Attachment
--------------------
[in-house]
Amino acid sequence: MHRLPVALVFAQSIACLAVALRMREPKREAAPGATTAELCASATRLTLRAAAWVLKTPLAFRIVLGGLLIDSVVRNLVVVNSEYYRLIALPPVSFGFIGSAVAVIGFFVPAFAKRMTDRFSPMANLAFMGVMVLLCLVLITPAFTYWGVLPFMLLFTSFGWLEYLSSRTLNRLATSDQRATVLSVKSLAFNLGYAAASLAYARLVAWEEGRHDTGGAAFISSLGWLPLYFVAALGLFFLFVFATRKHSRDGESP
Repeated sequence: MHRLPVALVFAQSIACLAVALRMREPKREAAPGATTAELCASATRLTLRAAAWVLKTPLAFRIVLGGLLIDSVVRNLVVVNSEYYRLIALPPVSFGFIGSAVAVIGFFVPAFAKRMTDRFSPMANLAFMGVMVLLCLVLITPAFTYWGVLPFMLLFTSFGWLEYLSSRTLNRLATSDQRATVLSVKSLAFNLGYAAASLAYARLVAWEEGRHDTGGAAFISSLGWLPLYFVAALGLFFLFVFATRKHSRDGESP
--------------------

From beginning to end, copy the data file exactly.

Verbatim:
[in-house]
Amino acid sequence: MHRLPVALVFAQSIACLAVALRMREPKREAAPGATTAELCASATRLTLRAAAWVLKTPLAFRIVLGGLLIDSVVRNLVVVNSEYYRLIALPPVSFGFIGSAVAVIGFFVPAFAKRMTDRFSPMANLAFMGVMVLLCLVLITPAFTYWGVLPFMLLFTSFGWLEYLSSRTLNRLATSDQRATVLSVKSLAFNLGYAAASLAYARLVAWEEGRHDTGGAAFISSLGWLPLYFVAALGLFFLFVFATRKHSRDGESP
Repeated sequence: MHRLPVALVFAQSIACLAVALRMREPKREAAPGATTAELCASATRLTLRAAAWVLKTPLAFRIVLGGLLIDSVVRNLVVVNSEYYRLIALPPVSFGFIGSAVAVIGFFVPAFAKRMTDRFSPMANLAFMGVMVLLCLVLITPAFTYWGVLPFMLLFTSFGWLEYLSSRTLNRLATSDQRATVLSVKSLAFNLGYAAASLAYARLVAWEEGRHDTGGAAFISSLGWLPLYFVAALGLFFLFVFATRKHSRDGESP